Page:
How Boom plans to bring back supersonic air travel

More than 50 years after the ill-fated Concorde jet took to the skies and made supersonic air travel a reality, Denver-based startup Boom is trying to revive that dream of traveling through the air at the speed of sound.

The Concorde was a technical marvel, but it never overcame the economics which resulted in flights that were astronomically expensive. That inability to reach mainstream flyers ultimately led to its failure and official shut down in 2003.

Boom’s founders believe advances in materials and designs will allow them to build a 75-seat supersonic jet that will fly at 2 times the speed of sound. That would cut the time of a Transatlantic flight to around 3 hours and begin a revolution in business travel as well as tourism.

“Our vision is to make the world more accessible,” said Boom co-founder and CTO Joe Wildling. “We’re trying to do that by removing the barriers that people have to experiencing the planet.”

Wildling spoke to VentureBeat as part of a podcasting partnership with Samsung Next at the recent Slush technology conference in Helsinki, Finland. The full conversation can be heard here:

Boom emerged from Y Combinator in 2016 and has so far raised $151 million in venture capital to realize its ambition of designing a Mach 2.2 jet called “Overture.” Such a jet would fly about 2.5 times faster than the typical transcontinental jet of today and harken back to the famed Concorde. But that plane was only for the ultra-rich, with a London-New York ticket costing $7,995 in 1997, or more than 30 times the typical ticket

“Technologically, [the Concorde] was a great success,” Wildling said. “Economically, it was not and it really was ahead of its time from a efficiency standpoint. And so ticket prices were insanely high on Concord.”

In the 50 years since the first Concorde flew, advances in materials, engine design, and aerodynamics have changed the game, according to Wildling. That includes lighter composite materials used to build current airplanes like the Boeing 787 and the Airbus A350.

In the course of building these airplanes, these two companies, which essentially constitute a duopoly over commercial airplanes, have won certification of a wide range of lighter and stronger materials and new engine designs that are more aerodynamic.

Those regulatory approvals can take a decade or more. In building the Overture, Wildling said Boom would essentially be able to use existing technology rather than needing to make some radical design or engineering breakthrough on its own.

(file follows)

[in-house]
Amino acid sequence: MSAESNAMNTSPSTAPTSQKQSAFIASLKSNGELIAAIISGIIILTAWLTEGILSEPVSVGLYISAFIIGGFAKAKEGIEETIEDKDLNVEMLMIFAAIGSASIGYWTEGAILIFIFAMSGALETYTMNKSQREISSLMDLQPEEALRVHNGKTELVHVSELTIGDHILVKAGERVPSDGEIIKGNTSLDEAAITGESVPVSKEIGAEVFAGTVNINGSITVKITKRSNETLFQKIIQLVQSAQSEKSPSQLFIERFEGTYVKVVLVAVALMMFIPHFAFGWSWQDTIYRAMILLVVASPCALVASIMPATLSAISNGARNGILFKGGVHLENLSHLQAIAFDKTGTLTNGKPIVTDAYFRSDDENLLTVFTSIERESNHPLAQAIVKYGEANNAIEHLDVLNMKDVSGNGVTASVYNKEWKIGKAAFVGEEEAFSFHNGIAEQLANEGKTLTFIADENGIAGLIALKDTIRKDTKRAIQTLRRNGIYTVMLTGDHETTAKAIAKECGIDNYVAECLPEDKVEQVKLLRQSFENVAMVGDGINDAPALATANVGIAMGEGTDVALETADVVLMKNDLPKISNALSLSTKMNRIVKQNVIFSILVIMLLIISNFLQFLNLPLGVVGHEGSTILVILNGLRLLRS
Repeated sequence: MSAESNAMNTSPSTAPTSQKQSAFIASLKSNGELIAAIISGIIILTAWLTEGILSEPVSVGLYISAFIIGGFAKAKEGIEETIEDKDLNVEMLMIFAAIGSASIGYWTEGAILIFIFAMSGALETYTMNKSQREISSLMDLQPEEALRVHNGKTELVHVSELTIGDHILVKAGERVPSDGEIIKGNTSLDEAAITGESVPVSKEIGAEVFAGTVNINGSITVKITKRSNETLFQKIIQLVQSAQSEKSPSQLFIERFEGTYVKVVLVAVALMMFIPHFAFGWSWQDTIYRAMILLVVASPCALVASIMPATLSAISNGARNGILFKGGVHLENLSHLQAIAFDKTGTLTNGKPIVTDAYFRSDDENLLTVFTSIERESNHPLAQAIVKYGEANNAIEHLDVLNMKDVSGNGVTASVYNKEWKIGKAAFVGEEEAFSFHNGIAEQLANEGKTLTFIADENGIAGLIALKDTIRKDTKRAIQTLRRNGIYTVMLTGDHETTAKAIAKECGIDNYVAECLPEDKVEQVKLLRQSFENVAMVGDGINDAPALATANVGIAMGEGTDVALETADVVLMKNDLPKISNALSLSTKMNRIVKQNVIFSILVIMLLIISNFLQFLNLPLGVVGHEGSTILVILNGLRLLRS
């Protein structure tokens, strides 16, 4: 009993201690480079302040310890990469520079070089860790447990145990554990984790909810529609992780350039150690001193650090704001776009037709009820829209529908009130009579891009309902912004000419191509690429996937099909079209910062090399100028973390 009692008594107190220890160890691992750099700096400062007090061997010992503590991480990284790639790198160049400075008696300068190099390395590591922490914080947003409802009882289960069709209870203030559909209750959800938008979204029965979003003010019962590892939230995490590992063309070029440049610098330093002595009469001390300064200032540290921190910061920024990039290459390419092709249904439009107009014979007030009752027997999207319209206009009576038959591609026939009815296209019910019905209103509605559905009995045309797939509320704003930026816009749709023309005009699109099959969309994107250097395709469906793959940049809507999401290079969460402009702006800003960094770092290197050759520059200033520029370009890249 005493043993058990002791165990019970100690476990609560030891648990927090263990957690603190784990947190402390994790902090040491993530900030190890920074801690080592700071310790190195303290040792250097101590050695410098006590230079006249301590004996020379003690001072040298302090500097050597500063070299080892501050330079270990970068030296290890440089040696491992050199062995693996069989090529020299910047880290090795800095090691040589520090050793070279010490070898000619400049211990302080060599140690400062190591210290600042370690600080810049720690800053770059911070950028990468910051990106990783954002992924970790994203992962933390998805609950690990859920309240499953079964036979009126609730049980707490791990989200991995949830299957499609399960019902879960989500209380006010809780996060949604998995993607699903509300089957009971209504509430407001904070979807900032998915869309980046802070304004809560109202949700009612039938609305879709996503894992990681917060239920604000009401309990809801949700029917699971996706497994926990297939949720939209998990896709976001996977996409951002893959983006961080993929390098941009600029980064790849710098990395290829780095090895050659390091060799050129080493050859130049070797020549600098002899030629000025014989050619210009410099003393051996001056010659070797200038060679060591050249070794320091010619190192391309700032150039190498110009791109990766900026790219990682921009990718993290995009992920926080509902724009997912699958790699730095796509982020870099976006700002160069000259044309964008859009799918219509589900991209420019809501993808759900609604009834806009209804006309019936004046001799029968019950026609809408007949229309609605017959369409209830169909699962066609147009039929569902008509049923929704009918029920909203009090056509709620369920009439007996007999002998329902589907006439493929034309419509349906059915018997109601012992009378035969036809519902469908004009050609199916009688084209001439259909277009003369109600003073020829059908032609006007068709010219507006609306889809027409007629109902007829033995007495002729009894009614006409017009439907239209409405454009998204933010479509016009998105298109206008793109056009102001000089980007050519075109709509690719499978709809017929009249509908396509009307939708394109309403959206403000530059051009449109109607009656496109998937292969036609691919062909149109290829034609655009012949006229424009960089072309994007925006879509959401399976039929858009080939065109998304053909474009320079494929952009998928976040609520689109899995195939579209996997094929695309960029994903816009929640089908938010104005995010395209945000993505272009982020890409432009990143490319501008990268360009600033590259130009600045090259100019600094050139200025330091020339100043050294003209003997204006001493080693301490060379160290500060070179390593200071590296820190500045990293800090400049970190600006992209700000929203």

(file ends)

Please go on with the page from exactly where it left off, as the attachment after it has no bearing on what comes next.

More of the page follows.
“That is a huge enabler for this technology to come back,” Wildling said. “So really those technologies converging in just decade have really gotten us to where we are right now.”

Above: Joe Wildling, CTO and co-founder of Boom, speaking at Slush. Photo by Sami Heiskanen.

In terms of the engine, the company will purchase one from an OEM. Boom is currently negotiating with three potential partners to develop the engine that will only require some modification to fit the Overture’s design.

To keep the project moving forward, Boom also made a departure from its original plan. While it’s still designing the Overture, the company is also creating a smaller version to demonstrate the technology called XB-1.

Above: Inside the hangar where Boom’s XB-1 jet is being built.

“We’re building a one-third scale technology demonstrator aircraft,” Wildling said. “We’re about halfway through the build process right now.”

The goal is to roll out the XB-1 plane in 2020 while having it in the air shortly after that. Like Overture, it will fly Mach 2.2 using the same aerodynamics and materials of the full-scale airplane. Overture is more likely to be ready in the middle of this decade, Wildling said.

Five years may feel like an eternity by internet or consumer electronics standards, but it’s pretty fast by aeronautics timelines. That means Boom is already thinking about how to break into that aforementioned duopoly. The airline industry is so massive, just winning a sliver of it could be lucrative.

In Boom’s case, the company will target overseas flights, which are projected to carry about 65 million business class passengers by 2025 over 500 routes. That could require between 1,000 to 2,000 aircraft and it’s this slice where Boom believes it can capture a majority of the market.

The pitch for airlines and business travelers goes like this: Imagine making a day trip from the East Coast in the U.S. to Europe. Get on the plane in New York and be in London for lunch. Hit some business meetings in the afternoon, then go have dinner and drinks with colleagues. Now fly back to New York where you would land about 2 hours before you took off from London and be in bed by 11 p.m.

“That is a possible trip,” Wildling said. “That is a pretty massive change compared to what you can do today.”

Above: Cabin interior concept for Boom’s Overture supersonic jet.

Down the road, as the technology advances and costs come down, the company hopes to be able to build jets for mainstream travelers and perhaps even long-range domestic flights.

“We believe there’s a follow-on project at some point that’s even larger and that has some mix of business and economy section that can still compete with airlines,” Wildling said.

Over time, Wildling sees Boom’s jet being part of the larger revolution in mobility that has the potentially to dramatically reduce travel times while introducing new modes that could change both passenger travel and shipping.

“There’s a lot of synergy here between what we’re doing and what some of these other startups are looking at,” Wildling said. “Hopefully, society can speed things up like security and baggage claim and really attack this whole travel thing from every angle.”

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